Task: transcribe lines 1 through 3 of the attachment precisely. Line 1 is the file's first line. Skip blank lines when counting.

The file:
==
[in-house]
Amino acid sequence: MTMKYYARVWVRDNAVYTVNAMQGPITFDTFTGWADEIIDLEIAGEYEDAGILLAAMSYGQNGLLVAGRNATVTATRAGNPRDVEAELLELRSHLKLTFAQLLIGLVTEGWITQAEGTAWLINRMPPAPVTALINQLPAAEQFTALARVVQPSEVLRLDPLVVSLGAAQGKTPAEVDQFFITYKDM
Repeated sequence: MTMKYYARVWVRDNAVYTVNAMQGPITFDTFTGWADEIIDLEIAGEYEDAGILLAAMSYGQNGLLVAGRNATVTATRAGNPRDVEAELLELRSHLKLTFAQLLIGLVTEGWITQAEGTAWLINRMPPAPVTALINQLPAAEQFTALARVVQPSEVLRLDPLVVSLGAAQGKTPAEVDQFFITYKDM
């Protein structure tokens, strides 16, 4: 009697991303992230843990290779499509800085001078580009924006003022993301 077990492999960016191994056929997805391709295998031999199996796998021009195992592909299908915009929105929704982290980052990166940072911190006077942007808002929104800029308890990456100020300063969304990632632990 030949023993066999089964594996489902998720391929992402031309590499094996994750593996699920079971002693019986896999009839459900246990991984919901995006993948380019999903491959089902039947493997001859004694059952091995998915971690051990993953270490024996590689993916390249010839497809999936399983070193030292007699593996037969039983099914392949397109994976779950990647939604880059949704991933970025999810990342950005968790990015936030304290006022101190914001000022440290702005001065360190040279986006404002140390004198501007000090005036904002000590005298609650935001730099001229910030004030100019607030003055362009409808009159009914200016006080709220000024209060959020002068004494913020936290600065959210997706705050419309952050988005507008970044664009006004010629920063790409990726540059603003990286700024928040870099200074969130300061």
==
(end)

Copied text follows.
[in-house]
Amino acid sequence: MTMKYYARVWVRDNAVYTVNAMQGPITFDTFTGWADEIIDLEIAGEYEDAGILLAAMSYGQNGLLVAGRNATVTATRAGNPRDVEAELLELRSHLKLTFAQLLIGLVTEGWITQAEGTAWLINRMPPAPVTALINQLPAAEQFTALARVVQPSEVLRLDPLVVSLGAAQGKTPAEVDQFFITYKDM
Repeated sequence: MTMKYYARVWVRDNAVYTVNAMQGPITFDTFTGWADEIIDLEIAGEYEDAGILLAAMSYGQNGLLVAGRNATVTATRAGNPRDVEAELLELRSHLKLTFAQLLIGLVTEGWITQAEGTAWLINRMPPAPVTALINQLPAAEQFTALARVVQPSEVLRLDPLVVSLGAAQGKTPAEVDQFFITYKDM